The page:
Coalition leaders are set to meet Sunday evening to discuss ongoing personnel issues within the cabinet. While junior coalition member Public Affairs has announced they will try to push through four ministerial posts for their party, Prime Minister Petr Nečas has made it clear that for the government coalition to survive, it is vital that its key reforms be passed. Coalition leaders of the Civic Democrats and the TOP 09 and Public Affairs parties had already met on Thursday. However, the meeting did not produce a conclusive solution to the ongoing personnel issues within the three-party government coalition. In May, a corruption scandal within Public Affairs led the government into a serious crisis and caused a cabinet shake-up.
Agriculture Minister Ivan Fuksa, in a Sunday appearance on Czech
Television, apologized for a statement he made earlier this week regarding
the cucumber scare. He had said on Tuesday that fresh produce could
theoretically be tampered with in any distributor’s storage facilities.
On Sunday, he apologized for this statement, adding that it could
negatively affect the business of distributors of fresh fruit and
vegetables. The head of the Czech Agrarian Chamber, Jan Veleba, said he
welcomed the minister’s apology.
Nearly twenty people have died from a mutated E.coli bacterium infection in neighboring Germany; cucumbers were shown not to be the source of the infection. Which foods exactly have caused the bacterial outbreaks across Europe is yet unclear.
On Sunday, a Czech army plane brought the remains of a soldier who was killed by a roadside bomb in the Afghan province of Wardak on Tuesday morning to Prague. Defense Minister Alexandr Vondra, along with the Chief of the General Staff of the Armed Forces of the Czech Republic Vlastimil Picek and other high-ranking military officials were in attendance at the military airport at Prague-Kbely, where a memorial ceremony in honor of the dead soldier was held. Along with the soldier, an Afghan interpreter was also killed in the roadside bombing. Another two Czech soldiers were injured in the attack.
The season finale of the popular TV singing competition Czechoslovak SuperStar will be broadcast live from Prague’s Incheba Arena on Sunday night. The finalists, Czech contestant Gabriela Gunčíková and Slovak contestant Lukáš Adamec, will be fighting to win the favor of the audience, along with a cash prize of 100,000 euro, or around 2.4 million Czech crowns. The two will compete in a total of three categories. Some 11,000 Czechs and Slovaks participated in this year’s Czechoslovak SuperStar competition. This year’s season was the second to take place in the two countries.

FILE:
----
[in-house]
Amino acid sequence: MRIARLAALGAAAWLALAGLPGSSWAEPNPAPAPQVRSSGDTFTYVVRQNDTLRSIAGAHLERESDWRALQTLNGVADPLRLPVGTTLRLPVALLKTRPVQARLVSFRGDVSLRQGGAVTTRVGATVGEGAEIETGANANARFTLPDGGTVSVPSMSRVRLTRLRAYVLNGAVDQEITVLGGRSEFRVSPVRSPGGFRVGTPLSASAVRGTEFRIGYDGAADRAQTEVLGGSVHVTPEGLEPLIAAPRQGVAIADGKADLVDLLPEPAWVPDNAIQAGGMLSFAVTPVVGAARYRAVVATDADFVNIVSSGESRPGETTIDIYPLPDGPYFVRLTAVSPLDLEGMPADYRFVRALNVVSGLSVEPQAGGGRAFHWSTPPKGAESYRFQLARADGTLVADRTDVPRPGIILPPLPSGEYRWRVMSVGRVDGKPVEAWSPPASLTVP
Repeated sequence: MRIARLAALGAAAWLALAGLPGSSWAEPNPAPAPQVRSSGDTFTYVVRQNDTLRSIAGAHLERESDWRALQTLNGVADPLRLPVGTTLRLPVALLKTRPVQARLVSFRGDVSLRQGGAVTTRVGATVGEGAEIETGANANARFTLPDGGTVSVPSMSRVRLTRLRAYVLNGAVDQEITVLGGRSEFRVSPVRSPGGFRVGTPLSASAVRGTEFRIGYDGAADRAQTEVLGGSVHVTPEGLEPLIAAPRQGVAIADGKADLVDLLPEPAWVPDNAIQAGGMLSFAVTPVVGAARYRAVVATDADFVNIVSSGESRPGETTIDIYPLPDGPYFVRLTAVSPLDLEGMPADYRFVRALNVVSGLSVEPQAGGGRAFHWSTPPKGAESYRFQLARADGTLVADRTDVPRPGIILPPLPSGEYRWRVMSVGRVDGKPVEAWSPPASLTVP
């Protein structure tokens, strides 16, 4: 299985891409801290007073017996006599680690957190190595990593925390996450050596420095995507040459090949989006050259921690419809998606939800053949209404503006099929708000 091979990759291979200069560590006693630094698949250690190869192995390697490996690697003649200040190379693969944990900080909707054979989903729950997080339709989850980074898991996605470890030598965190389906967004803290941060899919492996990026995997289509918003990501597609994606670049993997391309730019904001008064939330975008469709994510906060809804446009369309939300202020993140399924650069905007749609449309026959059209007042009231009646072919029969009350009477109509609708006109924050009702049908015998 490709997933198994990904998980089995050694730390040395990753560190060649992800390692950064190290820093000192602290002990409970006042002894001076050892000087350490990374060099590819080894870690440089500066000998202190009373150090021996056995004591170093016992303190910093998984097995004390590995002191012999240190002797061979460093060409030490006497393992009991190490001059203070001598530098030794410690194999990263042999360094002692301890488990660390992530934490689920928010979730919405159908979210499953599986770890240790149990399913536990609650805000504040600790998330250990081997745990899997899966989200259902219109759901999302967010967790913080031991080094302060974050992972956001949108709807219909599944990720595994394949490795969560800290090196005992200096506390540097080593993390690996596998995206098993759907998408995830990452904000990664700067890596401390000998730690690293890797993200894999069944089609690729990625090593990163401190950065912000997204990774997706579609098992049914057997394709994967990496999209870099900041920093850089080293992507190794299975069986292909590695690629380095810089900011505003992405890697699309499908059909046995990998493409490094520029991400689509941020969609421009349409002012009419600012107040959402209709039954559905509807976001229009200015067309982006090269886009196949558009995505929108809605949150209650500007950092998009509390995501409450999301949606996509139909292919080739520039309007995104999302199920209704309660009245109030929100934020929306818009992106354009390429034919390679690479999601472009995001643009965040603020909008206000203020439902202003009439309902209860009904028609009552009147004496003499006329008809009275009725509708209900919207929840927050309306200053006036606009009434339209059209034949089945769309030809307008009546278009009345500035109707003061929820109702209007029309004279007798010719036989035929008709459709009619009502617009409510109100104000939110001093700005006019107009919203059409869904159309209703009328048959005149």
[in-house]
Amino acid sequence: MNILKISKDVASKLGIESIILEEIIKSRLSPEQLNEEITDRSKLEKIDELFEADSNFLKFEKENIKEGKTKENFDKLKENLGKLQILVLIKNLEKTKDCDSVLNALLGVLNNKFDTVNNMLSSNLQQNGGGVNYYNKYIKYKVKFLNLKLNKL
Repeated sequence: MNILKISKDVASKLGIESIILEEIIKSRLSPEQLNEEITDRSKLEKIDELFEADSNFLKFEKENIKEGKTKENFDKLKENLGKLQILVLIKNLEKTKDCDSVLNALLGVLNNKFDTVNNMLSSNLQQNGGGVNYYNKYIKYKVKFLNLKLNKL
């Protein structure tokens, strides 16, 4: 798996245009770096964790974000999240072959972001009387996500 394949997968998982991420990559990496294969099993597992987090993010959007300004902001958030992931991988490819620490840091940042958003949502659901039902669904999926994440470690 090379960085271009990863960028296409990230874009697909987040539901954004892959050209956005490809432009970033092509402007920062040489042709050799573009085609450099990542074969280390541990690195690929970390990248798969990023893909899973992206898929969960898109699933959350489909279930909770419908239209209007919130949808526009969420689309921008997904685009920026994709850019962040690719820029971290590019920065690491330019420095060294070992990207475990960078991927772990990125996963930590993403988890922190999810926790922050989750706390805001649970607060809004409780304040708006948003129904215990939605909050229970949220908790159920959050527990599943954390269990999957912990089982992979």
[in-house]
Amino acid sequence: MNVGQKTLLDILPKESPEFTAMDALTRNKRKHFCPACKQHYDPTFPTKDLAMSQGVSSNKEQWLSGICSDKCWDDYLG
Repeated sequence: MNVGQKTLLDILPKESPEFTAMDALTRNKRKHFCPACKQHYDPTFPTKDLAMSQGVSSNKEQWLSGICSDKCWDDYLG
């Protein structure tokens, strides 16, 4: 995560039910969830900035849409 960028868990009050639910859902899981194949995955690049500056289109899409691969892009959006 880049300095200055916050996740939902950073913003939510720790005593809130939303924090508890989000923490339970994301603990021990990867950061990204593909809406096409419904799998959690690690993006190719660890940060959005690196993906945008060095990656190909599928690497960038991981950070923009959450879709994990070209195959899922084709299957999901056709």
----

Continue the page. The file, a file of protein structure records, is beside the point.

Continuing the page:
Some 15,000 visitors are expected to attend a concert by the Swedish group Roxette at Prague’s O2 arena on Sunday night. Roxette will be performing songs from their 2011 album Charm School, along with old hits. Because the concert in Prague sold out, the duo added another show in the Moravian city of Ostrava to the Czech leg of their tour. Their music is very popular in the Czech Republic; Charm School took the Czech album charts by storm when it came out in February. Roxette last played in the Czech Republic in 2001. Their 2011 tour spans four continents.
The Czech Republic’s footballers drew 0:0 with Peru in the Kirin Cup in Japan on Saturday. The Czechs, without several regular starters, were sloppy in the first half – when goalkeeper Petr Čech denied the Peruvians with a fine reflex save – before rallying somewhat in the second. Their next game in the annual three-nation, brewery-sponsored competition is against hosts Japan on Tuesday.
Viktoria Žižkov have been promoted to the first division of the Czech soccer league. The Prague side secured a return to the top flight after a two-year absence with a 1:0 win over Most in the penultimate round of the season on Saturday. With Dukla Prague already promoted, there will be five teams from the Czech capital in the top tier next season, including Sparta, Bohemians 1905 and Slavia.
Ahead of a meeting of coalition leaders, junior coalition partner Public Affairs have announced that the party will insist on four ministerial posts in the current three-party coalition government. The party’s de-facto leader Vít Bárta told the daily Právo that unless personnel questions within the coalition are resolved in a satisfactory way, Public Affairs is prepared to leave the government coalition. After a corruption scandal within Public Affairs led the government into a serious crisis in May, the party’s chairman, Radek John, was forced to resign from his post as interior minister. The three coalition parties, the Civic Democrats, TOP 09 and Public Affairs, are set to further discuss the cabinet’s personnel on Sunday.
In related news, the deputy chairman of the TOP 09 party, Miroslav Kalousek, said on Saturday that he considered Víta Bárta’s statement regarding personnel changes an ultimatum. Mr. Kalousek, who is one of five TOP 09 ministers in the current three-party, right-of-center government coalition, added that issuing such a statement a day ahead of negotiations with coalition leaders was inappropriate. He said he is not willing to give in to the junior coalition member’s demands.
The 66th Prague Spring international classical music festival comes to a close on Saturday night with a special event – the first performance in the Czech capital in five years by the world-renowned Berlin Philharmonic Orchestra. The orchestra is conducted by Sir Simon Rattle, husband of Czech opera star Magdalena Kožená. The programme of the Prague Spring, which began on May 12, has featured over three dozen concerts and seven operas. The biggest single event was a performance of Mahler’s Eighth Symphony by 500 musicians at the city’s O2 arena.
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